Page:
CSDS POLICY BRIEF • 26/2023
By Eva Pejsova
- The upgrade in NATO-Japan relations reflects a greater strategic alignment post-Ukraine, as well as Japan’s own shifting security posture.
- For Japan, NATO provides a platform to boost its international profile, all while shaping the Allies’ perceptions.
- The perception of NATO branching out to the Indo-Pacific may present Beijing with a security dilemma that risks exacerbating regional tensions.
- Effective communication on the content, objectives and limits of the NATO-Japan partnership – internally and externally – is essential if its full potential is to be achieved.
- Japan’s interest in NATO may help to boost security cooperation with the EU. Coordination between the EU and NATO should be part of both organisations’ Indo-Pacific outlooks.
Speaking at the NATO Summit in Vilnius in July 2023, the NATO Secretary General stated that Japan stands out as one of the oldest and most important “out-of-theatre” partners of the Alliance. Often referred to as ‘natural partners’, NATO and Japan share a long history of practical cooperation. Japan has participated in the reconstruction of the Balkans, the stabilisation process in Afghanistan and Iraq and the anti-piracy efforts off the coast of Somalia. Japan has been part of NATO’s Individual Partnership and Cooperation Programme (IPCP) since 2014, contributing to its work on cybersecurity, arms control and non-proliferation, humanitarian assistance, disaster relief, maritime security and counterterrorism. So why and how are recent declarations of partnership different? While not so much has changed in terms of content, it is the form, the geopolitical context, as well as Japan’s own shifting security posture, that makes the partnership ever so meaningful. This Policy Brief looks at some of the most common perceptions – and misperceptions – about Tokyo’s evolving relationship with the Alliance.
To be sure, the current upgrade mostly translates the already effective cooperation into a more institutionalised and political relationship. The Individual Tailored Partnership Programme (ITPP), agreed at the Vilnius Summit, builds on the pre-existing efforts and expands cooperation to emerging and disruptive technologies (EDTs), cyber defence, strategic communications, space security and climate security. In practical terms, it basically aims at exchanging experience, best-practices and information, as well as encouraging participation in research projects and exercises. Politically, Japan’s regular participation in NATO Summits and meetings since 2014 has allowed for deeper communication and coordination on mutual threats and contingencies. As of 2018, Japan decided to establish a permanent Mission to NATO in Brussels and it assigned a liaison officer to NATO’s Maritime Command in Northwood, United Kingdom (UK), marking the growing political commitment and significance of the partnership.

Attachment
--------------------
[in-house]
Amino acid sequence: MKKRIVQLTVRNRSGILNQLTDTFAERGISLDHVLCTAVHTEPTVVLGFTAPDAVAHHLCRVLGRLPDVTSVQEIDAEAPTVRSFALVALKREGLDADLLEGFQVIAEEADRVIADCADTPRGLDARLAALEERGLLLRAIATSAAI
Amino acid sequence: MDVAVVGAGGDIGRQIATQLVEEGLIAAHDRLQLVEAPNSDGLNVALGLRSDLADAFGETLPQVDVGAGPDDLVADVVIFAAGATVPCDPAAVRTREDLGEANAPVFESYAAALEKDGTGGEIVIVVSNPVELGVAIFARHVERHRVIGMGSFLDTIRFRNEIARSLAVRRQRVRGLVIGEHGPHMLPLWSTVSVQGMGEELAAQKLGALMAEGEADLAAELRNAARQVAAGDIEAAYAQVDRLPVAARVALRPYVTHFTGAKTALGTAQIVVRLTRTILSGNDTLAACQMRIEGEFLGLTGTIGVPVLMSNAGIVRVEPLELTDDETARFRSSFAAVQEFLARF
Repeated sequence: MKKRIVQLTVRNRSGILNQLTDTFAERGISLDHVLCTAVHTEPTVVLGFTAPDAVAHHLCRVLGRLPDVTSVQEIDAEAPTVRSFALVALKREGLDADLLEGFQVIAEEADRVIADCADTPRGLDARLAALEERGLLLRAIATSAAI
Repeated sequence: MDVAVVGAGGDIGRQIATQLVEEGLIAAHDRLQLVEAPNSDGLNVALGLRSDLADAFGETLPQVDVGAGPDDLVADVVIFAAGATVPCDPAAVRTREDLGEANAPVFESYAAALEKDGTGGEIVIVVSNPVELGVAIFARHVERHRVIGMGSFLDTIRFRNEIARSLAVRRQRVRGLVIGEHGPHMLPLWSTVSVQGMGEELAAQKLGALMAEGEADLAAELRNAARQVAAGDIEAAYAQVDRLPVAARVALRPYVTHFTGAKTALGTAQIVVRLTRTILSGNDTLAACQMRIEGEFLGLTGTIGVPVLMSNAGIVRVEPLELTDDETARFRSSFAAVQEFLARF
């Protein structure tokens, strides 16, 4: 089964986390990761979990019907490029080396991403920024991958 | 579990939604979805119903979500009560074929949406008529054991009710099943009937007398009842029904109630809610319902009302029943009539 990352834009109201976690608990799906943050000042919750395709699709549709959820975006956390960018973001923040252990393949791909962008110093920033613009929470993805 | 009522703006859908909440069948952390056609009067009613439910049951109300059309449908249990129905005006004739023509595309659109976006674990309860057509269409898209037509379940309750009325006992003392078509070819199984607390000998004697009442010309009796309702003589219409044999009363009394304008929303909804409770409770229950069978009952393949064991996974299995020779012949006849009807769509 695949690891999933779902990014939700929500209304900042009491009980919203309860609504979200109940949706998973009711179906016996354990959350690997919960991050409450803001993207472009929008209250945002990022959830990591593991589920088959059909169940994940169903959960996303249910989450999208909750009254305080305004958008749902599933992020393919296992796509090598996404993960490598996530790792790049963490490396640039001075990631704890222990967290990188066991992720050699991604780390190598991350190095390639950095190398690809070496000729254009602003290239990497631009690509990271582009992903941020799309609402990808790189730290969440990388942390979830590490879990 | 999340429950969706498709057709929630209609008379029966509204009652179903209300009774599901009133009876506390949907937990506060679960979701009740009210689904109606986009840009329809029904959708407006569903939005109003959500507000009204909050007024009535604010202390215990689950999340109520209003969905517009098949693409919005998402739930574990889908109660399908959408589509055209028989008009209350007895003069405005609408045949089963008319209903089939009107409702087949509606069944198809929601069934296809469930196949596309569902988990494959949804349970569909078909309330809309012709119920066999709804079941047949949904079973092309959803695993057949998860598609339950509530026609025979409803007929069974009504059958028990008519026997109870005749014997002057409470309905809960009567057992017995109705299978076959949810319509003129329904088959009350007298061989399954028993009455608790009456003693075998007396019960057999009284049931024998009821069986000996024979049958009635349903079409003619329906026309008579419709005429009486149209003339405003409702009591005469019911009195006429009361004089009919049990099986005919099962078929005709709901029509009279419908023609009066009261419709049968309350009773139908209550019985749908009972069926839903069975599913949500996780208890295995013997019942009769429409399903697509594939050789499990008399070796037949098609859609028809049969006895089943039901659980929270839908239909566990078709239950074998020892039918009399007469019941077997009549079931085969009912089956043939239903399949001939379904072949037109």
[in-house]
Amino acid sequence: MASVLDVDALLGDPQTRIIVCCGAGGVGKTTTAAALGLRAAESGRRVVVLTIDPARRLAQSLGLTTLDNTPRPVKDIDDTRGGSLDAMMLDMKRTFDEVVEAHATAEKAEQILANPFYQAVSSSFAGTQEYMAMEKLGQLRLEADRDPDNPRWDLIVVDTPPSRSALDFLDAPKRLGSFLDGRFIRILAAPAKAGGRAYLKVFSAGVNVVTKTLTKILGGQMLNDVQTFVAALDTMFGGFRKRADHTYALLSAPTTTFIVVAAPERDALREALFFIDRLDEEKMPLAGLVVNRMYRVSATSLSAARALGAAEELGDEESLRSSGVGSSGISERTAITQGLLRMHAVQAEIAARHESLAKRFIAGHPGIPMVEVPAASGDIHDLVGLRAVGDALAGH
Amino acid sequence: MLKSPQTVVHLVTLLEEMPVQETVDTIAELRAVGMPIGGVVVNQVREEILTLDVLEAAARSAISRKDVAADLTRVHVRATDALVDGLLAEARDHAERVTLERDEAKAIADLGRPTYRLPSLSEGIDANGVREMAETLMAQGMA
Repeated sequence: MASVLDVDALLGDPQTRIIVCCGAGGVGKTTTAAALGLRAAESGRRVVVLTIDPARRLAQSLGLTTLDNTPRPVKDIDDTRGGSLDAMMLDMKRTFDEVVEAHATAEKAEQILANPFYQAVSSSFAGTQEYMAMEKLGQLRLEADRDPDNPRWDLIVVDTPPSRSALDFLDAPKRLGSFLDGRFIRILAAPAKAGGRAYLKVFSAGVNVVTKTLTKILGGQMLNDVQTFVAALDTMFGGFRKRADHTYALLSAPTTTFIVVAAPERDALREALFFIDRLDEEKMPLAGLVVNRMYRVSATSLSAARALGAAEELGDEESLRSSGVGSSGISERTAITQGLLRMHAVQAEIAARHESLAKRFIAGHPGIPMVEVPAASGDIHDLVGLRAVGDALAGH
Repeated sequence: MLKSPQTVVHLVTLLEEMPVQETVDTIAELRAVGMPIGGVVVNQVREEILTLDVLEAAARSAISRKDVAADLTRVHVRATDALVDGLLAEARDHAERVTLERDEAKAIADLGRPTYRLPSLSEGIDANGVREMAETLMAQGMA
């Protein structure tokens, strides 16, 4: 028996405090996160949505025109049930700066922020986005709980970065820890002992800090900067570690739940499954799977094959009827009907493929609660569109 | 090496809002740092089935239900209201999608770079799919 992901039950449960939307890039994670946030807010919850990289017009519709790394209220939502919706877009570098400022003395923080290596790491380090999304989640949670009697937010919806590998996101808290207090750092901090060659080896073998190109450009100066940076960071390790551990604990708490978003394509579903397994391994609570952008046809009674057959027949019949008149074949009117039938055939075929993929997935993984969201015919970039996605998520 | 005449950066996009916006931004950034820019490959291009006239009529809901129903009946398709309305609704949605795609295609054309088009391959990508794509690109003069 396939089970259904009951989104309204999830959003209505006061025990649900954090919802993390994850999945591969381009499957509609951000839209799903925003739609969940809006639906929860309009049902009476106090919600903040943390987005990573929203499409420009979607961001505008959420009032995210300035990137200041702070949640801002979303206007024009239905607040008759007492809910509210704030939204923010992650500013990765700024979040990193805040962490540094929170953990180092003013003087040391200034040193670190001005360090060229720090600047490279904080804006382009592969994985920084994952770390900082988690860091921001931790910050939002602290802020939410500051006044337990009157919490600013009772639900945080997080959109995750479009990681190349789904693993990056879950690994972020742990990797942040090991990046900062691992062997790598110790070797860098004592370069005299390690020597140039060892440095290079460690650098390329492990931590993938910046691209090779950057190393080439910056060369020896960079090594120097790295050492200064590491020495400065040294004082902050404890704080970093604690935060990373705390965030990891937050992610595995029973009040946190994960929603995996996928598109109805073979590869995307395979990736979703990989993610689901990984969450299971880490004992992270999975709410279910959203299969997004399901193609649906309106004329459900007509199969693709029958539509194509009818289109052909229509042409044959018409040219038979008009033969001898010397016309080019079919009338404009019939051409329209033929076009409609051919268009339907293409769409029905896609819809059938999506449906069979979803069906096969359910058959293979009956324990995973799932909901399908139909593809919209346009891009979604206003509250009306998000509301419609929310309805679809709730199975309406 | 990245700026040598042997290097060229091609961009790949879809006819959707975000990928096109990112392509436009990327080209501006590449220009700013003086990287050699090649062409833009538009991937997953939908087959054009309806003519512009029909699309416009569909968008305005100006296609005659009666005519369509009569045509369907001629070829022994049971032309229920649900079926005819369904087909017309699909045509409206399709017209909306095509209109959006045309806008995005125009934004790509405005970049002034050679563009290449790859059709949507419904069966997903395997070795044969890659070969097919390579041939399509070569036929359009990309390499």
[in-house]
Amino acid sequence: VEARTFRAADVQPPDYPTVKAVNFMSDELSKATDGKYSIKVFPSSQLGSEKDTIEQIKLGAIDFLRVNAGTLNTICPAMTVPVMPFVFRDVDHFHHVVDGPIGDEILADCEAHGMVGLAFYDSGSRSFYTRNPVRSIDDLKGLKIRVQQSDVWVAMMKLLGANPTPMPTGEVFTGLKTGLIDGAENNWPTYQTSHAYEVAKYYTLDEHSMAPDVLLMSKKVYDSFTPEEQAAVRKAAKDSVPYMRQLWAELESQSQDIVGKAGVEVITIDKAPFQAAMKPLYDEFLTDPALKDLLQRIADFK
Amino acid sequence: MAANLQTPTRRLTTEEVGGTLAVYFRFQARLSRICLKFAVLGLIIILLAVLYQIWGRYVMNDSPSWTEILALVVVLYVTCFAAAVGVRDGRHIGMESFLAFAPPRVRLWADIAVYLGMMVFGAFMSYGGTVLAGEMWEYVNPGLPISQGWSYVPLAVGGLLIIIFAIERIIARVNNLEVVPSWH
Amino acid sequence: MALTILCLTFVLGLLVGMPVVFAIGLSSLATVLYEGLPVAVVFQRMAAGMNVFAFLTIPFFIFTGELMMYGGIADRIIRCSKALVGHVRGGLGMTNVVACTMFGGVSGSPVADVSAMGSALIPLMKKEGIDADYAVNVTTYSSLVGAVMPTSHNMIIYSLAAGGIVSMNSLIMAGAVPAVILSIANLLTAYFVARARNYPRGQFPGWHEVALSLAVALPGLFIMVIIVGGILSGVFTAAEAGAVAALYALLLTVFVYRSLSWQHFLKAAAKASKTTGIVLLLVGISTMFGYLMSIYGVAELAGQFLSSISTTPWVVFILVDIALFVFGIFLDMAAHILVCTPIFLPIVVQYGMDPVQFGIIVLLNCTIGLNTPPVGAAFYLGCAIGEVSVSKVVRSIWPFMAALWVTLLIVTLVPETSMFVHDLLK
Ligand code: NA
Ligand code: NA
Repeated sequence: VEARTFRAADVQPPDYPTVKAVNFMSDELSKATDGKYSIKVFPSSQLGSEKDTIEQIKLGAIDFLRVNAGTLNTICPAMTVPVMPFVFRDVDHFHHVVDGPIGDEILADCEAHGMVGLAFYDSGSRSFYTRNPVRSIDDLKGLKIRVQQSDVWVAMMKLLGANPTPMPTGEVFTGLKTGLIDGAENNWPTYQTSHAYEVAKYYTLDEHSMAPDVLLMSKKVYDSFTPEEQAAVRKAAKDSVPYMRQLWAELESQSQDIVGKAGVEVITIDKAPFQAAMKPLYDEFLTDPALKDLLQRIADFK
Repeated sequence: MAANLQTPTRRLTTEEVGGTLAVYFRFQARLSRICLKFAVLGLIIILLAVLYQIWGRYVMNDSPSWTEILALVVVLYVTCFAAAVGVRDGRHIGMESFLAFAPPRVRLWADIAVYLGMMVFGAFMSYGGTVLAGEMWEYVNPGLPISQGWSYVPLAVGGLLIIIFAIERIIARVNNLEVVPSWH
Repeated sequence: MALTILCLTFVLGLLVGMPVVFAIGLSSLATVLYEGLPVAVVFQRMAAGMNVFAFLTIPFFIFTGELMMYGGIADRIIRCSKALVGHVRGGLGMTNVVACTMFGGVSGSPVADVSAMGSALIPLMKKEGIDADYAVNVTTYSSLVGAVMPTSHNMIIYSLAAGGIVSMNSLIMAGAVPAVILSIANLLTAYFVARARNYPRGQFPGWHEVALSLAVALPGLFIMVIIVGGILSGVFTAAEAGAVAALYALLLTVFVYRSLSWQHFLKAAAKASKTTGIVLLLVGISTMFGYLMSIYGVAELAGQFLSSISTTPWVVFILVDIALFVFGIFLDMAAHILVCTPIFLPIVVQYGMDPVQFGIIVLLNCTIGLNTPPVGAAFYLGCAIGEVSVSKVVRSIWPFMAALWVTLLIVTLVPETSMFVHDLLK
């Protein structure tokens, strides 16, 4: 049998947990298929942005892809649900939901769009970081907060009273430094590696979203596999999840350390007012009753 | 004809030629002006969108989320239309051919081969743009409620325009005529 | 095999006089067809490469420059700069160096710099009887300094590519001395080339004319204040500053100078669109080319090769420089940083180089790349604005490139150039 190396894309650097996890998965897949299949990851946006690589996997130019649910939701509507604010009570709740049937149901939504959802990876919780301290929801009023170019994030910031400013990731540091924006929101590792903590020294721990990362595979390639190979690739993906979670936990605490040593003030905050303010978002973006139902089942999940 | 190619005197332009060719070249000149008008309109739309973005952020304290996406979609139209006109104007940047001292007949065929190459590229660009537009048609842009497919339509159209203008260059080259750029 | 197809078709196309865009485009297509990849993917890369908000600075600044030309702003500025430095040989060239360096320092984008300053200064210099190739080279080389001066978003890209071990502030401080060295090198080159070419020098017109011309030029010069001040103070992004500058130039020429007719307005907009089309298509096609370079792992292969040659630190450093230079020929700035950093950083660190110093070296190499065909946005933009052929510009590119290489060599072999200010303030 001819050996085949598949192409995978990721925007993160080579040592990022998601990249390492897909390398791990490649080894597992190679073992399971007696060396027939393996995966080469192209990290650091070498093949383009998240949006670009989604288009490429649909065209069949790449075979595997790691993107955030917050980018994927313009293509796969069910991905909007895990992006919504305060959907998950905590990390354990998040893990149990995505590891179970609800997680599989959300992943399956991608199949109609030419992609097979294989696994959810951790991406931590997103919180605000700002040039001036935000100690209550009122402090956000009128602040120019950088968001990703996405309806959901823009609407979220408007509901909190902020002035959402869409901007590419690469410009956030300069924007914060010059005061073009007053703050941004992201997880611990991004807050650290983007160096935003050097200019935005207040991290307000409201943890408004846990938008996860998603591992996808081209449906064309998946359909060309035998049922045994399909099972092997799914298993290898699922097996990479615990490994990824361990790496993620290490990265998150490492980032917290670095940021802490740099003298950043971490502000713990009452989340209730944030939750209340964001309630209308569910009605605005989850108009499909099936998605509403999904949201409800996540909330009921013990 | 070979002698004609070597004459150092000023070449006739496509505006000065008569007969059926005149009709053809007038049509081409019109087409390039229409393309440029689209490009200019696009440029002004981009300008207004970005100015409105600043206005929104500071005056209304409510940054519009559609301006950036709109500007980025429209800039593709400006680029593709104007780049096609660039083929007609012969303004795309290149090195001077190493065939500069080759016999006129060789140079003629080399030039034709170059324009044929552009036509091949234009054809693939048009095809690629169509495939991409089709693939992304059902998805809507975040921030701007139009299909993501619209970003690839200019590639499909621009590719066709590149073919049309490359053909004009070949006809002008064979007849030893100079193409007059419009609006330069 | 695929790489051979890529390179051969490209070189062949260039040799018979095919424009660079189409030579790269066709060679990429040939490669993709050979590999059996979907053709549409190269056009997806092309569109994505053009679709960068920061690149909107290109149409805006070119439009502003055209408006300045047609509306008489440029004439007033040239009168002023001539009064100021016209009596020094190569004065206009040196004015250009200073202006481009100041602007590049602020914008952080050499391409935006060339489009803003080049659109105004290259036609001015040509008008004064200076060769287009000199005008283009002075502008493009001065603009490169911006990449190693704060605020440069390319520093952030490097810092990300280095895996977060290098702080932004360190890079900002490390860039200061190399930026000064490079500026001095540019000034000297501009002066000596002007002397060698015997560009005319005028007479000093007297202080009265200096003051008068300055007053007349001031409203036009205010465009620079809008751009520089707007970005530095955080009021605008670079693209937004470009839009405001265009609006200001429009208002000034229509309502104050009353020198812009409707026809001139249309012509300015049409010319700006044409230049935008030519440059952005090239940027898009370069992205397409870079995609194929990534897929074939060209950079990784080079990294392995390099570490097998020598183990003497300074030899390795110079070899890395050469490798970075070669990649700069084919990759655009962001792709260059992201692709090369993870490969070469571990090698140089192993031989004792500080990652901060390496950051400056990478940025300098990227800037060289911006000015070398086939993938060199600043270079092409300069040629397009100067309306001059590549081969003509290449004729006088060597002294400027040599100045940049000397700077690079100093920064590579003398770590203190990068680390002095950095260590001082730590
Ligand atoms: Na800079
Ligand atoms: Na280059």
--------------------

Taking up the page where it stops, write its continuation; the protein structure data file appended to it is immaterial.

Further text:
Russia’s aggression against Ukraine has been a major catalyst. First, it marked a shift from Japan’s policy of engagement with Moscow, championed during the Abe era, that aimed to find a settlement for the territorial dispute over the Northern Territories/Southern Kuriles and manage Russia’s relationship with China. Post-February 2022, Japan imposed sanctions on Moscow and provided generous assistance to Kyiv, aligning itself closely with the transatlantic camp in the process. For Japan, one of the key lessons from the war in Ukraine is that NATO deterrence works. Second, the alignment between Russia and China, with their “no limits friendship”, has reinforced the notion of interconnectedness between the Indo-Pacific and the Euro-Atlantic strategic theatres. The idea that ‘whatever happens in one region affects the other’ has become mainstream, and is repeatedly reiterated by leaders from NATO, the United States (US), Europe, Japan and South Korea alike. The need to join forces to uphold the rule-based international order is logical in this context, with NATO being perceived as the most efficient protector of such an order.
Finally, the current rapprochement reflects Japan’s own evolving foreign and security policy. Since Abe’s security reforms in 2013, and even more so since its 2022 National Security Strategy, Japan has embarked on an ambitious security build-up of its security posture, with a three-fold approach to a) boosting its defence capabilities; b) strengthening its alliance with the US; and c) diversifying its partnerships – both bilaterally and through various multilateral and minilateral settings. In that sense, its relationship with NATO complements its bilateral Alliance with the US, all the while running in a parallel, multilateral track.
It’s (not) all about China
The “China challenge” is often understood to be the main factor behind NATO’s interest in the Indo-Pacific. Indeed, the NATO 2022 Strategic Concept explicitly mentions China’s ‘ambitions and coercive policies’ as a challenge to the Alliance’s security, interests and values. The Concept goes on to remark that this can be seen in terms of China’s expanding global influence, which can have direct implications for Euro-Atlantic security, especially as it undermines the US’ position in the region and therefore indirectly impacts the operational capacity of the Alliance as a whole. In this respect, it is in NATO’s interest to expand its network in the region, for which cooperation with East Asian partners is essential. However, while Japan is certainly most concerned by Beijing’s military build-up, it would be misleading to reduce the current NATO-Japan rapprochement as only a response to China.